Cuomos endorse Kerry
Edwards talks with Dean supporters on conference call
Sen. John Kerry campaigns Saturday in Indianapolis, Indiana.
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Stay with CNN-USA for a special look at "Super Tuesday" on "Paula Zahn Now" at 8 p.m. ET Monday -- and live reports and updates all night on the 10-state primary battle to come. Then on Tuesday, watch for Wolf Blitzer's interview with Vice President Dick Cheney at 5 p.m ET.
CNN's Carlos Watson on the pressure John Edwards may face.
CNN's Deanna Morawski on the run-up to "Super Tuesday."
CNN's Bruce Morton on John Kerry's record.
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(CNN) -- Former New York Gov. Mario Cuomo and his son, former Housing and Urban Development Secretary Andrew Cuomo, endorsed Sen. John Kerry for president Saturday.
"It seems to me he has everything it takes to make a really great candidate," Mario Cuomo told reporters in a conference call. "I'm delighted and pleased we're endorsing him, and I'll do everything I can to help."
Andrew Cuomo extolled Kerry's agenda for the economic empowerment of urban areas as "very impressive."
Citing Kerry's "innovative housing proposals," the younger Cuomo, who served in the Clinton administration, said "his future agenda is even more impressive when it's backed by his past performance, so it's my pleasure to endorse him."
Although "any number" of Democrats could do a good job as vice president, Mario Cuomo singled out Sen. John Edwards of North Carolina, who is running second in delegates to Kerry.
"He'd be a natural favorite, I would think, to a lot of people. But there's a lot of analysis I'm sure that has to go into it," said Cuomo, who was New York governor from 1983 to 1995.
New York's Democratic primary is Tuesday, one of 10 presidential nominating contests around the country that day, aka Super Tuesday, when 1,151 delegates are up for grabs.
Kerry campaigned in the Empire State on Saturday, playing host to town hall meetings in Brooklyn and Buffalo. Edwards was in Atlanta and Augusta, Georgia, before heading to Cleveland, Ohio, and New York.
Edwards arranged a conference call Saturday with more than 50 state coordinators and supporters from the Howard Dean campaign in about 12 states to discuss working together, an Edwards aide said.
Among the participants were undecided members of the Dean movement as well as those who plan to back Edwards.
Among the 12 are the three largest states holding primaries Tuesday -- New York, California and Ohio -- as well as Texas and Florida, which hold primaries March 9.
Dean, the former Vermont governor who once led the Democratic hopefuls in the polls, suspended his campaign February 18 after a string of primary and caucus losses.
He urged his supporters to remain active in the nominating process but has not endorsed any remaining candidate.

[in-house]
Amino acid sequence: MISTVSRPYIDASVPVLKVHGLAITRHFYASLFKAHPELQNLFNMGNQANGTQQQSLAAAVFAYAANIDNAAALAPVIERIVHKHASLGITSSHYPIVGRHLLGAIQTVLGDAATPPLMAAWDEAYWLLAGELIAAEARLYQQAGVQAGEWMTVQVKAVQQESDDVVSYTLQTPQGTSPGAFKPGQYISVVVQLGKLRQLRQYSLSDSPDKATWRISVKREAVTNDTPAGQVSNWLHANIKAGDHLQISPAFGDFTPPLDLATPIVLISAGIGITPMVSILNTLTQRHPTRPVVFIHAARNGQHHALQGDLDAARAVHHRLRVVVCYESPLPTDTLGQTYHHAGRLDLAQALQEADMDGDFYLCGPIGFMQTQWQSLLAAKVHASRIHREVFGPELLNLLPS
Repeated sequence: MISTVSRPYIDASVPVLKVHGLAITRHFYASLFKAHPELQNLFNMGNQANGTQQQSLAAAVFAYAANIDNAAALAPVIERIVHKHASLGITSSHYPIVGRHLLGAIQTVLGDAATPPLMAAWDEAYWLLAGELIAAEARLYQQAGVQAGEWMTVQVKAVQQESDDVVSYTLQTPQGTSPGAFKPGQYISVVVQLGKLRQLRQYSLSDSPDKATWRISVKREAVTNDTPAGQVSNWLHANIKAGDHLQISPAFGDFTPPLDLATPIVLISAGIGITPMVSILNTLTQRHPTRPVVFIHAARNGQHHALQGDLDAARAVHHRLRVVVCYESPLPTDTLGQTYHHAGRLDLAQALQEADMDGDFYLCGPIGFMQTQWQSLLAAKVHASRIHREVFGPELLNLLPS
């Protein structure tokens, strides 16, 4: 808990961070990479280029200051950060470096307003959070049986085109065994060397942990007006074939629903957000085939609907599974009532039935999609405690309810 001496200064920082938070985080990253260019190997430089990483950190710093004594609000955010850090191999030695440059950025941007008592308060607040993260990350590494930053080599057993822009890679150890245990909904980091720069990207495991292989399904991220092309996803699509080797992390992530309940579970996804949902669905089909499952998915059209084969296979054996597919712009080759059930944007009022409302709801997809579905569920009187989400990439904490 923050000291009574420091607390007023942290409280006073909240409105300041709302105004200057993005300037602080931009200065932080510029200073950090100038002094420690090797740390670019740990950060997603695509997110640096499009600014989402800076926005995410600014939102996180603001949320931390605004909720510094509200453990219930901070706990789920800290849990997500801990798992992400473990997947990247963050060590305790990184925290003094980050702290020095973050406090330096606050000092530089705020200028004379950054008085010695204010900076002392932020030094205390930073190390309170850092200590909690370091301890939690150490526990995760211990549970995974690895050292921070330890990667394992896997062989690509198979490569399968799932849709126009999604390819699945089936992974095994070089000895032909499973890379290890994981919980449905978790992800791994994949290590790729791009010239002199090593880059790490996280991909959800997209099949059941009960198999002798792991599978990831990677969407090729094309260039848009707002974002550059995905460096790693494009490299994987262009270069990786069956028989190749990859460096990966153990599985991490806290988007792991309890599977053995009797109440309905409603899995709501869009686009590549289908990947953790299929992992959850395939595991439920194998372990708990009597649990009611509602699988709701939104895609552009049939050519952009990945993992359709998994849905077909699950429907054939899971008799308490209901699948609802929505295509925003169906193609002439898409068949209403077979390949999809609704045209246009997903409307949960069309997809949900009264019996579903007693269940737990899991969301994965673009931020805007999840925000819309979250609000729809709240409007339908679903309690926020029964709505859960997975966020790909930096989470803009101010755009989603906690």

After the call, Edwards campaign manager Nick Baldick and several Dean organizers held a conference call with reporters.
Eric Schmeltzer, head of Deaniacs for Edwards in New York, was in on the call and said about 30 Dean supporters gathered for a rally Saturday afternoon and delivered leaflets in New York City.
The campaigns of Edwards, Kerry and Rep. Dennis Kucinich have all been trying to tap the network of Dean supporters as they prepare to face off Tuesday. (CNN.com's interactive Election Calendar)
"People who supported Governor Dean have been part of a movement all across America, and that was a grass-roots movement to change this country," Edwards told reporters Saturday in Augusta.
"My campaign has been about exactly the same thing: change in America, changing what's happening in Washington, doing it with a perspective that comes from out here."
Dean's organization in Minnesota recommended Thursday that its activists back Edwards, after meeting separately with Edwards, Kerry and Kucinich. Minnesota holds caucuses Tuesday.
Edwards said Friday he has been talking regularly with Dean. A senior Edwards adviser said the campaign does not expect Dean to endorse any candidate.
Friday, four New York congressmen who supported Dean -- Reps. Jerry Nadler, Major Owens, Joseph Crowley and Maurice Hinchey -- switched their allegiance to Kerry.
In a conference call with reporters, Kerry said he and Dean have talked "a number of times" in the past week.
"He's been graceful and has shown the mark of a leader in the way that he's talked about the urgency of defeating George Bush and the need to try to bring the party together," the Massachusetts senator said.
Of the 21 primaries and caucuses held so far, Kerry has won 19, while Edwards has won only his native state of South Carolina.
Kerry has rolled up 744 delegates; Edwards, 220; Dean, 179; the Rev. Al Sharpton, 16; and Kucinich, 9. To get the nomination, a candidate needs 2,162 delegates at this summer's Democratic National Convention. (CNN.com's interactive Delegate Scorecard)
Trolling for votes in the delegate-rich Golden State on Friday, Kerry accused Bush of alienating allies and doing "too little" in the war on terror.
"I don't fault George Bush for doing too much on the war on terror. I believe he's done too little," Kerry told an audience at the University of California at Los Angeles.
"Where's he's acted, his doctrine of unilateral pre-emption has driven away our allies and cost us the support and critical cooperation of other nations. Iraq is in disarray with American troops still bogged down with no exit in sight."
Kerry, a four-term U.S. senator from Massachusetts, mentioned Bush by name more than a dozen times in his speech, reflecting his strategy of focusing on the Republican incumbent and not on Edwards, his strongest challenger for the nomination.
Edwards, Kerry, and Kucinich and Sharpton are scheduled to appear in an hourlong debate Sunday morning sponsored by CBS and The New York Times. There will be no live audience for the debate, which begins at 11 a.m. ET at CBS Studios in New York.